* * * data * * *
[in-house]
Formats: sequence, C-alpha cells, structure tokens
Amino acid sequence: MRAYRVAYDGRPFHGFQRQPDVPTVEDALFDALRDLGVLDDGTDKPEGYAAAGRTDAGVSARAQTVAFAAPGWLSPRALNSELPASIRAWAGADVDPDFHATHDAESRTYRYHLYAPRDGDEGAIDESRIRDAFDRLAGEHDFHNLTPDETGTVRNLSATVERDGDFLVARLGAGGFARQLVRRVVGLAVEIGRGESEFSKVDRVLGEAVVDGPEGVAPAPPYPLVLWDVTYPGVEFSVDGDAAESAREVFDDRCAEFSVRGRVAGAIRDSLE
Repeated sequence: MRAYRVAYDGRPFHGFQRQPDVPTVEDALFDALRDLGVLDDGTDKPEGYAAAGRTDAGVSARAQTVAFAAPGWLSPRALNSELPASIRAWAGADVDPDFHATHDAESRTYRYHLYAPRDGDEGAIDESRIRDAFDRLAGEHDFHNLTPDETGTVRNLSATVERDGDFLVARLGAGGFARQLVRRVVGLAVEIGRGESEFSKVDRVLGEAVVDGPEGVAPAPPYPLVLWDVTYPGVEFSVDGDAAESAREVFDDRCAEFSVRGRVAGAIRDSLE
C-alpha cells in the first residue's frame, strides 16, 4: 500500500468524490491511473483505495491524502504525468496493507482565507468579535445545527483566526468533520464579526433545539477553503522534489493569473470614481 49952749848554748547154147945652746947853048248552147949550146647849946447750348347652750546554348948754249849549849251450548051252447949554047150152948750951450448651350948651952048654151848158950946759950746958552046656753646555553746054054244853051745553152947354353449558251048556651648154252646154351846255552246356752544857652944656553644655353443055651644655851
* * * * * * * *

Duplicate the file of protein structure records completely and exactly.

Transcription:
[in-house]
Formats: sequence, C-alpha cells, structure tokens
Amino acid sequence: MRAYRVAYDGRPFHGFQRQPDVPTVEDALFDALRDLGVLDDGTDKPEGYAAAGRTDAGVSARAQTVAFAAPGWLSPRALNSELPASIRAWAGADVDPDFHATHDAESRTYRYHLYAPRDGDEGAIDESRIRDAFDRLAGEHDFHNLTPDETGTVRNLSATVERDGDFLVARLGAGGFARQLVRRVVGLAVEIGRGESEFSKVDRVLGEAVVDGPEGVAPAPPYPLVLWDVTYPGVEFSVDGDAAESAREVFDDRCAEFSVRGRVAGAIRDSLE
Repeated sequence: MRAYRVAYDGRPFHGFQRQPDVPTVEDALFDALRDLGVLDDGTDKPEGYAAAGRTDAGVSARAQTVAFAAPGWLSPRALNSELPASIRAWAGADVDPDFHATHDAESRTYRYHLYAPRDGDEGAIDESRIRDAFDRLAGEHDFHNLTPDETGTVRNLSATVERDGDFLVARLGAGGFARQLVRRVVGLAVEIGRGESEFSKVDRVLGEAVVDGPEGVAPAPPYPLVLWDVTYPGVEFSVDGDAAESAREVFDDRCAEFSVRGRVAGAIRDSLE
C-alpha cells in the first residue's frame, strides 16, 4: 500500500468524490491511473483505495491524502504525468496493507482565507468579535445545527483566526468533520464579526433545539477553503522534489493569473470614481 49952749848554748547154147945652746947853048248552147949550146647849946447750348347652750546554348948754249849549849251450548051252447949554047150152948750951450448651350948651952048654151848158950946759950746958552046656753646555553746054054244853051745553152947354353449558251048556651648154252646154351846255552246356752544857652944656553644655353443055651644655851